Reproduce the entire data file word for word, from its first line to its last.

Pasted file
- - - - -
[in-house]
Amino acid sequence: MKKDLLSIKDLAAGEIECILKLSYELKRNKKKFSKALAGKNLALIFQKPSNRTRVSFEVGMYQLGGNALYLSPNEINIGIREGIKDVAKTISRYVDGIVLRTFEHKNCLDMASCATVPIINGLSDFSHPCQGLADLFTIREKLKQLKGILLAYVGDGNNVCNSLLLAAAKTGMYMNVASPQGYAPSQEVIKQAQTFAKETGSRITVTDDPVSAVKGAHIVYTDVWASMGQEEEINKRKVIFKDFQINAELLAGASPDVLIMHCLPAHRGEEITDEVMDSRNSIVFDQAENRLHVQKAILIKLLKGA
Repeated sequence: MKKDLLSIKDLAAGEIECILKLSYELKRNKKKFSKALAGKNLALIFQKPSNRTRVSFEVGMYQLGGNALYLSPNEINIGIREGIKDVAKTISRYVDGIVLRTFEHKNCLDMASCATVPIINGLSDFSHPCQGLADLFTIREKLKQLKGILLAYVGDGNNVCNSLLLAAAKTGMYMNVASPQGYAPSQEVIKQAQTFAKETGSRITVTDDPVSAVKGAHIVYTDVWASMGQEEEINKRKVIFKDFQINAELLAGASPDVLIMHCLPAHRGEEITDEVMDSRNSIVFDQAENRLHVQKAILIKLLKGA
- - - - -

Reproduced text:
[in-house]
Amino acid sequence: MKKDLLSIKDLAAGEIECILKLSYELKRNKKKFSKALAGKNLALIFQKPSNRTRVSFEVGMYQLGGNALYLSPNEINIGIREGIKDVAKTISRYVDGIVLRTFEHKNCLDMASCATVPIINGLSDFSHPCQGLADLFTIREKLKQLKGILLAYVGDGNNVCNSLLLAAAKTGMYMNVASPQGYAPSQEVIKQAQTFAKETGSRITVTDDPVSAVKGAHIVYTDVWASMGQEEEINKRKVIFKDFQINAELLAGASPDVLIMHCLPAHRGEEITDEVMDSRNSIVFDQAENRLHVQKAILIKLLKGA
Repeated sequence: MKKDLLSIKDLAAGEIECILKLSYELKRNKKKFSKALAGKNLALIFQKPSNRTRVSFEVGMYQLGGNALYLSPNEINIGIREGIKDVAKTISRYVDGIVLRTFEHKNCLDMASCATVPIINGLSDFSHPCQGLADLFTIREKLKQLKGILLAYVGDGNNVCNSLLLAAAKTGMYMNVASPQGYAPSQEVIKQAQTFAKETGSRITVTDDPVSAVKGAHIVYTDVWASMGQEEEINKRKVIFKDFQINAELLAGASPDVLIMHCLPAHRGEEITDEVMDSRNSIVFDQAENRLHVQKAILIKLLKGA